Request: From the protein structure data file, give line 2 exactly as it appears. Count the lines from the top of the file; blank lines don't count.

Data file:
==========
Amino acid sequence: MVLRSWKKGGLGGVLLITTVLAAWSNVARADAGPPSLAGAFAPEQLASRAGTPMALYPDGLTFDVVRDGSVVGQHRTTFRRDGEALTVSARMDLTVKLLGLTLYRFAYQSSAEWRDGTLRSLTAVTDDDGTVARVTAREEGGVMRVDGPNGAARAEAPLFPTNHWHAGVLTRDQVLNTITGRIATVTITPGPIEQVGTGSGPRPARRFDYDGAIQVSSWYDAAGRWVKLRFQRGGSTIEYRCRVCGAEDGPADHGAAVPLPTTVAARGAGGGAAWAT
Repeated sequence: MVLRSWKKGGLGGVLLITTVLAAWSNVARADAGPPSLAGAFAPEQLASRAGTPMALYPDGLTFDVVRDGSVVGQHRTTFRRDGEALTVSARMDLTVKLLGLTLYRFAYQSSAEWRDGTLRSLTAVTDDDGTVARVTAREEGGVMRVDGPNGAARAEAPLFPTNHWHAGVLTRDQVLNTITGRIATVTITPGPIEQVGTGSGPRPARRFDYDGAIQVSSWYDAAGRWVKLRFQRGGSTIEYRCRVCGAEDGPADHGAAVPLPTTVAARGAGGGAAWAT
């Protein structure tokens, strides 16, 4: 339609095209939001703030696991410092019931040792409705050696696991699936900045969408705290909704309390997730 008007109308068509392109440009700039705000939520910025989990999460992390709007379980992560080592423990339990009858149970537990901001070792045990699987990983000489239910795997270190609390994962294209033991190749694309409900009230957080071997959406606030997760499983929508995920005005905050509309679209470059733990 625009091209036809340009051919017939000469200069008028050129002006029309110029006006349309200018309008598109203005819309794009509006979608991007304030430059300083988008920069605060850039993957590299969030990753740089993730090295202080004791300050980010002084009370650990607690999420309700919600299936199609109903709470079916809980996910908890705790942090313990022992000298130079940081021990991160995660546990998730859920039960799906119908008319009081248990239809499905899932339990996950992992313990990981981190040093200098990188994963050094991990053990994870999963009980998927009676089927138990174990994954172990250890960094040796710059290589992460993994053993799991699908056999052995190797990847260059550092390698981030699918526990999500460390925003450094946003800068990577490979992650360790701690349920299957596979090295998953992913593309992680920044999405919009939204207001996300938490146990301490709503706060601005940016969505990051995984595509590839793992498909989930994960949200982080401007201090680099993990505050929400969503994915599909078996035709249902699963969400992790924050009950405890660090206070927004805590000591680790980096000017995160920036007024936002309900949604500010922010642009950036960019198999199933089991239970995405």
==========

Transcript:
Repeated sequence: MVLRSWKKGGLGGVLLITTVLAAWSNVARADAGPPSLAGAFAPEQLASRAGTPMALYPDGLTFDVVRDGSVVGQHRTTFRRDGEALTVSARMDLTVKLLGLTLYRFAYQSSAEWRDGTLRSLTAVTDDDGTVARVTAREEGGVMRVDGPNGAARAEAPLFPTNHWHAGVLTRDQVLNTITGRIATVTITPGPIEQVGTGSGPRPARRFDYDGAIQVSSWYDAAGRWVKLRFQRGGSTIEYRCRVCGAEDGPADHGAAVPLPTTVAARGAGGGAAWAT